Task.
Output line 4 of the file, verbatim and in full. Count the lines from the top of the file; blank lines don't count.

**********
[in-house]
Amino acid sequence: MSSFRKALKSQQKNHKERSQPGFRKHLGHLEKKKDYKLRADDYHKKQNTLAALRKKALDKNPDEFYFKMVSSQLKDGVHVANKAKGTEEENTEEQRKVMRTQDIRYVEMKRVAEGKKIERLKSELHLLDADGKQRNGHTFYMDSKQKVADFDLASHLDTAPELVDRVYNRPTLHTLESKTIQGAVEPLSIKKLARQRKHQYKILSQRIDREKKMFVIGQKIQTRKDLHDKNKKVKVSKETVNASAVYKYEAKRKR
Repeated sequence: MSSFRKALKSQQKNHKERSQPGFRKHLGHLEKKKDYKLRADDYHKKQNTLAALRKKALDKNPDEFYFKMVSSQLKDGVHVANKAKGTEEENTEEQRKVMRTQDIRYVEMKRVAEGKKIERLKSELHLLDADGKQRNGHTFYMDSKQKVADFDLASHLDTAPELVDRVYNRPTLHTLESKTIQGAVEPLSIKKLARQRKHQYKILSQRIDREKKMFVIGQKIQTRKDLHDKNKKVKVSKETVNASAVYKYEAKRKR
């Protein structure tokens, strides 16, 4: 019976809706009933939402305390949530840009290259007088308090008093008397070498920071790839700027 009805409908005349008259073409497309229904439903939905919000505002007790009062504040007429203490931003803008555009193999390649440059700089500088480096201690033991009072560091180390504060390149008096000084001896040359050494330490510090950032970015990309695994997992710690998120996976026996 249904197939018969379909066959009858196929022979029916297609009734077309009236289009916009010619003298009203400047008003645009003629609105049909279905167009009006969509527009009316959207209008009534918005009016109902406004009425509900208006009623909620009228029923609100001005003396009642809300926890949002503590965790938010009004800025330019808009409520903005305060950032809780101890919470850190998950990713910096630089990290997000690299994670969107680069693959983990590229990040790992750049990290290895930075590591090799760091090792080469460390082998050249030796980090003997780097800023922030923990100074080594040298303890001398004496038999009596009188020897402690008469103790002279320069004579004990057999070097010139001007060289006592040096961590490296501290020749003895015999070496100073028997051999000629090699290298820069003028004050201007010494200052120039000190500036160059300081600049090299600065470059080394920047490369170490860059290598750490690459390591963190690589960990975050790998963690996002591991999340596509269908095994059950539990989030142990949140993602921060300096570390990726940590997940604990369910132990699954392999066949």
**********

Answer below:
């Protein structure tokens, strides 16, 4: 019976809706009933939402305390949530840009290259007088308090008093008397070498920071790839700027 009805409908005349008259073409497309229904439903939905919000505002007790009062504040007429203490931003803008555009193999390649440059700089500088480096201690033991009072560091180390504060390149008096000084001896040359050494330490510090950032970015990309695994997992710690998120996976026996 249904197939018969379909066959009858196929022979029916297609009734077309009236289009916009010619003298009203400047008003645009003629609105049909279905167009009006969509527009009316959207209008009534918005009016109902406004009425509900208006009623909620009228029923609100001005003396009642809300926890949002503590965790938010009004800025330019808009409520903005305060950032809780101890919470850190998950990713910096630089990290997000690299994670969107680069693959983990590229990040790992750049990290290895930075590591090799760091090792080469460390082998050249030796980090003997780097800023922030923990100074080594040298303890001398004496038999009596009188020897402690008469103790002279320069004579004990057999070097010139001007060289006592040096961590490296501290020749003895015999070496100073028997051999000629090699290298820069003028004050201007010494200052120039000190500036160059300081600049090299600065470059080394920047490369170490860059290598750490690459390591963190690589960990975050790998963690996002591991999340596509269908095994059950539990989030142990949140993602921060300096570390990726940590997940604990369910132990699954392999066949």